Malinda Chouinard, Yvon’s wife and business partner, was a pioneer in ‘on-site daycare’ and in 2012 her efforts resulted in Patagonia becoming “the first California business to become a B Corp.”
“Malinda is principally responsible for making the company a notably humane place to work. Many there cite the advantage of having day care on site. In 1985, Malinda created (and has since put aside a vast patchwork of space for) what became known as the Great Pacific Child Development Center, to which I didn’t give much consideration, until I got a tour. A staff of twenty-eight oversees some eighty kids, on sprawling grounds of more than twelve thousand square feet, roughly half of it outdoors, among the fruit trees. A recent baby boom had led to another expansion, which displaced the H.R. department to a trailer. “We’ve raised fifteen hundred kids so far,” Chouinard told me. “None of them have been in prison—that I know of, anyway.”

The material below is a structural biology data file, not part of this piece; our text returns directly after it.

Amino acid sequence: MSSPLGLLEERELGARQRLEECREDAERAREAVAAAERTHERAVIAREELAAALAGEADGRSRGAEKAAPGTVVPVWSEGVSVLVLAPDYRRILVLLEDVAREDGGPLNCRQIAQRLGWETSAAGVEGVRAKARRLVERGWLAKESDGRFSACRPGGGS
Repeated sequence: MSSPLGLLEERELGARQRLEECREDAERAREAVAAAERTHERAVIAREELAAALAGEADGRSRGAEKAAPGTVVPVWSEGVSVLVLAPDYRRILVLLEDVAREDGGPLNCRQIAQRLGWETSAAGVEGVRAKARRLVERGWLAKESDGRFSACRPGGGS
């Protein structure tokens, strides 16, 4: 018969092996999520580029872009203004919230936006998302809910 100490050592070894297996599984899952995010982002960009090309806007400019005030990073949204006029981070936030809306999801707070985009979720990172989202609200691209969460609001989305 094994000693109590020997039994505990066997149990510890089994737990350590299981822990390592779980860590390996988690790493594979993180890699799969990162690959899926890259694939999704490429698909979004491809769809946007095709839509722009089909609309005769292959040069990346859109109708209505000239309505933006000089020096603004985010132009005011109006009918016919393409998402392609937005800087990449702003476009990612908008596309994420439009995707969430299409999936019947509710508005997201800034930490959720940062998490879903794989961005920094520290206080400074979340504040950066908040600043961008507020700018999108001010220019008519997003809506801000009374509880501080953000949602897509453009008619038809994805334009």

Chouinard’s management style?
“I’m just the owner.” He called his executive style “management by absence.” He used to read business books and study various executive styles and corporate structures, here and abroad, but he prefers to take his lessons from nature—from ant colonies, for example. “There’s no management,” he said. “Every ant just does his job. They communicate and figure it out. It’s like a Navy seal team. The whole team has to agree on what the mission is.” It’s also true, however, that Chouinard’s occasionally whimsical notions send the ants scurrying. Absent or not, he’s still the big ant.”
There are multiple gems of wisdom interspersed throughout the profile. When asked “if the prospect of death bothered him”, he shared his secret to a good life.
“Nah, I’ve always considered death to be a part of life,” he said. “Tell you the secret to a good life: always be the oldest one in the room.”
Photo credit: Patagonia annual report